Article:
By this time, Bianca was older and not as spry as she used to be. She had suffered a spinal stroke a little over a year before this. And although she mostly recovered, her back legs would still occasionally fail her.

It's incredibly sad to see a dog that once ran laps around you, now hobble just to get outside.

She's still just as spirited, but the body is no longer capable.

Despite my instincts and better judgement, in May of 2014, I ended up giving Bianca to a woman named Annemarie who lived 2 hours away from me.

She seemed like a nice enough person, even though she didn't live in the greatest area or on the greatest block.

Before leaving, I told her repeatedly that if there were any problems, any issues, anything at all that she couldn't handle, to call me. Day or night.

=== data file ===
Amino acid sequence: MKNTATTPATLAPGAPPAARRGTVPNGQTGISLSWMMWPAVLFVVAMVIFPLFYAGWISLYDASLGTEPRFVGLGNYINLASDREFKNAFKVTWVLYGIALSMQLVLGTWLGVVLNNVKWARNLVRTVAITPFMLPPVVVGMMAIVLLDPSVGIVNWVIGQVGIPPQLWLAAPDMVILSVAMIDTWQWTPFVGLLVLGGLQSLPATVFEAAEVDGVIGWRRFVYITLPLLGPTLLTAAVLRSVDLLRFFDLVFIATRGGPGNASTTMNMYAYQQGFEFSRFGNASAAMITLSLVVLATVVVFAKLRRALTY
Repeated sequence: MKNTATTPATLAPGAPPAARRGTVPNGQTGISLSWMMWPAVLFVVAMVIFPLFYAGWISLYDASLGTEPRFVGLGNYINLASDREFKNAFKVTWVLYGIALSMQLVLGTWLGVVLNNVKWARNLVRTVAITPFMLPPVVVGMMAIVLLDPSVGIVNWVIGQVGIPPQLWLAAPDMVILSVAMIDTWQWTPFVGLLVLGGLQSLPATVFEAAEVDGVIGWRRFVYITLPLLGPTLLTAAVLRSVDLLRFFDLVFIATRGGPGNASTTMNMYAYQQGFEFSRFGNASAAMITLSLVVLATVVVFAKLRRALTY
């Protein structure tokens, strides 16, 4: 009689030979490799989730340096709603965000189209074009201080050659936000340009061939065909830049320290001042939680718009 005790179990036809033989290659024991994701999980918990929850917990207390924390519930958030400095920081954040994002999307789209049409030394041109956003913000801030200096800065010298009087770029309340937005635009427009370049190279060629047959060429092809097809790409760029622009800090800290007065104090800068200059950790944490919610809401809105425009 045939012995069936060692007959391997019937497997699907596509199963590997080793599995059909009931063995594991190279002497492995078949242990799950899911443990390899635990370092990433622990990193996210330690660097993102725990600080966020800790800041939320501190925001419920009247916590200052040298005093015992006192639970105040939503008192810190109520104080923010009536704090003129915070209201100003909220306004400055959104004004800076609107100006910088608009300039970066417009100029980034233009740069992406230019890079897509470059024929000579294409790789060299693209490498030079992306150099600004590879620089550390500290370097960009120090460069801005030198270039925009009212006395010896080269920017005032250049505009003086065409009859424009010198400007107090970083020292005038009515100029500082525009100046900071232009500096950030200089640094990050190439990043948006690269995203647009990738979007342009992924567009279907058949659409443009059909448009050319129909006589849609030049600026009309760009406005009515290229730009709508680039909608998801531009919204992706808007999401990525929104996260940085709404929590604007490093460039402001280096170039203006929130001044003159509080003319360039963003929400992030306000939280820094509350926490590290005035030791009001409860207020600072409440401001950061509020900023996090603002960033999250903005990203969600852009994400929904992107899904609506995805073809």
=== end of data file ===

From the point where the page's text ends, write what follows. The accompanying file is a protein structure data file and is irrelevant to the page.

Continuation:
If, for whatever reason, she couldn't take care of Bianca, just let me know and I will come back up there and take her back. No hard feelings and no questions asked.

I tried to make that point as crystal clear as I possibly could.

For the first week or two it was a little shaky.

Annemarie called me and said she wasn't sure if she could keep Bianca.

As I mentioned, Bianca's hips her bad and Annemarie had a lot of steps in her house. In fact, just to get out the backdoor, you had to walk down about 7 or 8 steps.

I told her, no problem. I'd come and get Bianca. But I was leaving for a vacation in a few days, so I asked her if she could just hang on to her until I got back. I would call her as soon as I got in and arrange a pick up.

Annemarie said sure. That would be fine.